A Florida deputy has been ordered to surrender his gun and badge after he was filmed banging the head of a pepper-sprayed Black high schooler against the ground.
The violent incident was captured on cellphone video last Thursday near J.P. Taravella High School in Coral Springs, Florida, CBS news reports. Broward County sheriff’s deputy Christopher Krickovich is seen on the footage jumping on the boy before slamming his head against the pavement near another teen on the ground in handcuffs.
Krickovich said in a police report that he feared for his life, as there were only three officers who were allegedly outnumbered by about 200 students “who were yelling, threatening us and surrounding us, I had to act quickly, fearing I would get stuck or having a student potentially grab weapons off of my belt or vest,” he wrote.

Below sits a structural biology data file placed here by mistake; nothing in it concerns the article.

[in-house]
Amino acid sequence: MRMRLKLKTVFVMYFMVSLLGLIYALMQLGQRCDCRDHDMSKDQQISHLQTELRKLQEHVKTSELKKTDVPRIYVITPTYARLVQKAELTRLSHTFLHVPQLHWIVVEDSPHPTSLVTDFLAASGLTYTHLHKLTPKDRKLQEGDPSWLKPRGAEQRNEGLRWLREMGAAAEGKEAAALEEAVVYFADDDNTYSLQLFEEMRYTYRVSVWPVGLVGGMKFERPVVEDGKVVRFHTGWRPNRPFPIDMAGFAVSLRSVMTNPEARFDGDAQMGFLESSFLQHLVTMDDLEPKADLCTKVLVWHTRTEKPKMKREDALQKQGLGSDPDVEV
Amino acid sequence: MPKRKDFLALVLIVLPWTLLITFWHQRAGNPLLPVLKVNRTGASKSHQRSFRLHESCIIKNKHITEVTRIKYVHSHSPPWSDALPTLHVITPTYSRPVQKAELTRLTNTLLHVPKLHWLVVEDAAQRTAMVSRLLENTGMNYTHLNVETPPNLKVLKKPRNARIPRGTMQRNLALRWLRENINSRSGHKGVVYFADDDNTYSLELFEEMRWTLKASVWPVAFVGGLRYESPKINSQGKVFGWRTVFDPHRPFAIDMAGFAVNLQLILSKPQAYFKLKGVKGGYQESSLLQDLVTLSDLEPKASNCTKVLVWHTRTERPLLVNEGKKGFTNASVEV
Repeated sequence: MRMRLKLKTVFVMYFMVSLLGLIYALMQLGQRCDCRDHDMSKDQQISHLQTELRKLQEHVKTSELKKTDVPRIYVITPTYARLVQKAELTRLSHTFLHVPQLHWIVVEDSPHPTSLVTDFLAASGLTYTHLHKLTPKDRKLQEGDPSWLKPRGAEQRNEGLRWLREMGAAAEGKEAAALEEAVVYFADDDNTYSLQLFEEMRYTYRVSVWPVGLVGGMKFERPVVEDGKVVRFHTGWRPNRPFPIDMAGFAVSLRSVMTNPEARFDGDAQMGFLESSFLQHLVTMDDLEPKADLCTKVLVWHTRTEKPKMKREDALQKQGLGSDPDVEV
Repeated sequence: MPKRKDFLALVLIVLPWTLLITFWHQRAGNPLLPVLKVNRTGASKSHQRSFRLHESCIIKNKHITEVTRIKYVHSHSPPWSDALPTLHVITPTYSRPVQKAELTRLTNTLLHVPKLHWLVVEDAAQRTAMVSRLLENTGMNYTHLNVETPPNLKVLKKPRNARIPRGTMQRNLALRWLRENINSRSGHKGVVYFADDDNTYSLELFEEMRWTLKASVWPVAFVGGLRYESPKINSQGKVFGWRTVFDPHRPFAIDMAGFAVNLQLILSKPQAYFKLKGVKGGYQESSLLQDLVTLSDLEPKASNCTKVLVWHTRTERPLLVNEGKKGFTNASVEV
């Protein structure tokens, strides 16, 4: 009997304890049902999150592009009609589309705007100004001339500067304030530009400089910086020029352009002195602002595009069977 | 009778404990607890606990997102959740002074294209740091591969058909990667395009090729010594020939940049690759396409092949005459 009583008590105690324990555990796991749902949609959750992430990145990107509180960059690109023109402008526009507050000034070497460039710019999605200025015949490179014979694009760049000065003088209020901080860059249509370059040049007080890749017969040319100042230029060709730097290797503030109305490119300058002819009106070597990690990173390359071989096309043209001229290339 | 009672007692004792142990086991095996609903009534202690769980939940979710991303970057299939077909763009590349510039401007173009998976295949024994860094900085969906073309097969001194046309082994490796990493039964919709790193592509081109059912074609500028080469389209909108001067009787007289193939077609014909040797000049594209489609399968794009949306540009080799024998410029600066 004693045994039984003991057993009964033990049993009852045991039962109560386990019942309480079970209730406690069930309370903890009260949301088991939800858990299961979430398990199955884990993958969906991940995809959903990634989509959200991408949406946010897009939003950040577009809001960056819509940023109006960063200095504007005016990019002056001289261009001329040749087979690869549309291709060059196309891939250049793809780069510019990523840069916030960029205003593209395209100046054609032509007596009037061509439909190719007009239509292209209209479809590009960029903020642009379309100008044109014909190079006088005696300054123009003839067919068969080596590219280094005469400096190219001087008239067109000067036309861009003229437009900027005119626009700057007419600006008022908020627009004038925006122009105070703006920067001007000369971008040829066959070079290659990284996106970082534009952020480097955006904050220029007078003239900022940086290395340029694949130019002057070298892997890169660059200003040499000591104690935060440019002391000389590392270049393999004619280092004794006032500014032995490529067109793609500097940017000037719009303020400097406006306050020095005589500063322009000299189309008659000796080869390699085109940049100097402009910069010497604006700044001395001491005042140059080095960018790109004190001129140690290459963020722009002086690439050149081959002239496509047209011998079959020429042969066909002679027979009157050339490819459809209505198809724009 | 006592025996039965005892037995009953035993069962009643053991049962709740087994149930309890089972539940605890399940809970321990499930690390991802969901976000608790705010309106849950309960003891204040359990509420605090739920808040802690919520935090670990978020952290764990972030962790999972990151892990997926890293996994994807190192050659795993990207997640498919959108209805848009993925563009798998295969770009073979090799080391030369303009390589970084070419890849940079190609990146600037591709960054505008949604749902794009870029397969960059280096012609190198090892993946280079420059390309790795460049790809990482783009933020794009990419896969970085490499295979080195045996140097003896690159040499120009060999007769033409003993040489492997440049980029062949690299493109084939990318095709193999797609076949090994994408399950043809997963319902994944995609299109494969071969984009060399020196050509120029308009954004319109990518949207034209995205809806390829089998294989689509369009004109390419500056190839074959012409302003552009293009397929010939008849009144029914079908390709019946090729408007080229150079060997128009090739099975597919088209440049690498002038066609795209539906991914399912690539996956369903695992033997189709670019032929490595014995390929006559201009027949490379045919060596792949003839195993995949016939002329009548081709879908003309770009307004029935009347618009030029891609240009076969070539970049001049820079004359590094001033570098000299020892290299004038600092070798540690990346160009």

Many Twitter users and celebs alike have called on Florida officials to take disciplinary action via #JusticeForLucca, according to Complex. After civil rights activist Shaun King shared the video on social media, Internet sleuths quickly identified the young man as 15-year-old Lucca.
Broward County Mayor Mark Bogen has called for Krickovich to be fired and that the another deputy seen on the footage using excessive force be disciplined; calling their conduct “outrageous & unacceptable.”
School Board member Rosalind Osgood took to Twitter on Friday “to demand removal of these officers.”
Kenny Stills of the Miami Dolphins responded to the viral video on Twitter, writing “This man couldn’t wait to rough up a black child. Beyond sick of seeing this.”
While LeBron James noted, “So wrong!! Hurts me to my soul!! To think that could be my sons. Scary times man.”
So wrong!! Hurts me to my soul!! To think that could be my sons. 🤦🏾♂️😢. Scary times man https://t.co/tRxk6sV7sb
— LeBron James (@KingJames) April 20, 2019
Krickovich is reportedly on restricted assignment pending the investigation, while the status of other deputy, Sgt. Greg LaCerra, remains unclear at the time of this report. LaCerra has been with the Sheriff’s Office for 17 years, while Krickovich has served for six years, according to the Sun-Sentinel.